As usual, he was right on.  (But don’t tell him that.)  Tift’s melodic voice manages to sound comfortable and passionate at the same time.  She sounds like someone you could be friends with, someone it would be easy to get to know.  Her songs on Tambourine quickly became some of my favorites, and I think I like her latest album, Another Country, even more.  These songs have a personal quality that makes them easy to connect to.  Tift worked on this album during an extended vacation in Paris, and you can hear her rejuvenation in the songs.  They are a relief to listen to when I’m stressed out, especially “I Know What I’m Looking for Now.”

I also have to recommend The Spark, Tift’s radio show, in which she interviews artists about the way they work.  It’s a relatively new enterprise for her, and the offbeat shows are lighthearted and fun.  It’s a new program, so she hasn’t done a ton of interviews yet, but the few that are available are interesting.  They can be downloaded from iTunes, and listened to from her website and on Marfa Public Radio.  My favorite so far is her interview with Nick Hornby.  Check her out and let me know what you think.

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Born in a small town.

“Educated in a small town / Taught the fear of Jesus in a small town / Used to daydream in that small town / Another boring romantic that’s me.”  –John Mellencamp, “Small Town”

“Small Town” is my favorite Mellencamp song.  I love almost everything about being from a small town.  I love sitting on my front porch overlooking farm land, and moving to the back porch to see the thick stretch of trees bordering the yard.  I love waiting in line at Subway and chatting with the guy behind me, whom I’ve known absolutely for my whole life because we went to church together, and our parents still do.  I love how quiet it is out here and how people still wave when they pass you.  If I ever get bored, Louisville is just a couple of hours away; Nashville is even closer.  I feel like I live in the best spot possible, if I could choose from anywhere in the entire world.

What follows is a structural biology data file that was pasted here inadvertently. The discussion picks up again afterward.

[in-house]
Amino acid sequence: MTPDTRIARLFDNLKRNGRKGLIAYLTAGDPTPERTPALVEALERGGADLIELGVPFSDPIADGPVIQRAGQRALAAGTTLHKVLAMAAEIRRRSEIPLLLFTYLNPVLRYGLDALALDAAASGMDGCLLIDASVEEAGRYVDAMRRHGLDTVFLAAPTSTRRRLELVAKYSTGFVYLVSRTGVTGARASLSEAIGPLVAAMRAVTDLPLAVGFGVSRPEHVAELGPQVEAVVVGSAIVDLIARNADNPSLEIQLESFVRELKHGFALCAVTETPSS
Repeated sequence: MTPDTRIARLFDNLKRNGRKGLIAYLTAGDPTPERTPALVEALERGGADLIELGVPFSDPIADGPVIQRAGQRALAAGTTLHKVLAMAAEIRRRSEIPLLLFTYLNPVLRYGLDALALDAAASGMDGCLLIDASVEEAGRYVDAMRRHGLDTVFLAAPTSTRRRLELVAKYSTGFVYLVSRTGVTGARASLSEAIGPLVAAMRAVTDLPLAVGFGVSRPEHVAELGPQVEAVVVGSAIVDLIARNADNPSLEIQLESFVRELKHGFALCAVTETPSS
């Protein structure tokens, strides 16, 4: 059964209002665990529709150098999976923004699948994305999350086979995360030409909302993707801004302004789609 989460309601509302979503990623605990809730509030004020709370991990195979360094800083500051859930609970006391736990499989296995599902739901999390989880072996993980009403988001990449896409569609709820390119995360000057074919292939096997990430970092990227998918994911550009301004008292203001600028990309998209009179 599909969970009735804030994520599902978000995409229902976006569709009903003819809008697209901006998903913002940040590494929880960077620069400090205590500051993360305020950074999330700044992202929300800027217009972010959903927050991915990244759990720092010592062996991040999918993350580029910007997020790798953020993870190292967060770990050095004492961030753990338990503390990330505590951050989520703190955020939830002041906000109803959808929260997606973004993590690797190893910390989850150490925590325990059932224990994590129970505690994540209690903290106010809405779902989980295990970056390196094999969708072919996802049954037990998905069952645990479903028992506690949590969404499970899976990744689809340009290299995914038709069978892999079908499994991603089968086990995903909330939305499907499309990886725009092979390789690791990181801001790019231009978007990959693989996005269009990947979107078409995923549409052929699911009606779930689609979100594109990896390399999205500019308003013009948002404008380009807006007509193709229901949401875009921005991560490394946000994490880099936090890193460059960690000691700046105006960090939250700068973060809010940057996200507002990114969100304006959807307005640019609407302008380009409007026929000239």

But small town life does have its disadvantages.  You can get so used to your small-town routines that sometimes, without realizing it, your vision can narrow until all you focus on is the predictable patterns and experiences that define your little corner of the world.  My husband, who didn’t grow up here, is obsessed with eating breakfast at a little diner on the edge of a nearby town.  When he first mentioned it, I was shocked.  “Why can’t we eat there?” he asked.

“Well…I’ve never eaten there before,” I said.  My husband thought it was stupid, and he was right–I honestly could come up with no better reason.  Why shouldn’t we stop in some Saturday morning and have breakfast on the way to the grocery?  I didn’t know.  All I knew is that I had never, ever eaten breakfast there, and so there must be something wrong with it.  Right?

Part of the reason that my husband and I moved back here is that we were hoping to have kids quickly, and this is an excellent place to raise them.  We’re still hoping.  I’m excited at the thought of raising my children in a small town, where they can run down to the store for a Coke or take off on their bikes without my freaking out that they’re going to get kidnapped.  But I worry about the smallness of mind that can accompany small town living, the ruts you can get into where you won’t try a diner because it’s not your habit, or you won’t accept someone because they behave or look differently from you.  It doesn’t have to be that way though.  I hope that my children, whenever they arrive, will be able to sink their roots deep into this place and always have it to call home.  I hope they can experience lazy summer days lying in hammocks and long hot evenings catching lightning bugs.  But I also hope that they always keep their minds and hearts refreshed and renewed, that they stick to their faith in Jesus, and that they experience the great big world outside this place and all it has to offer.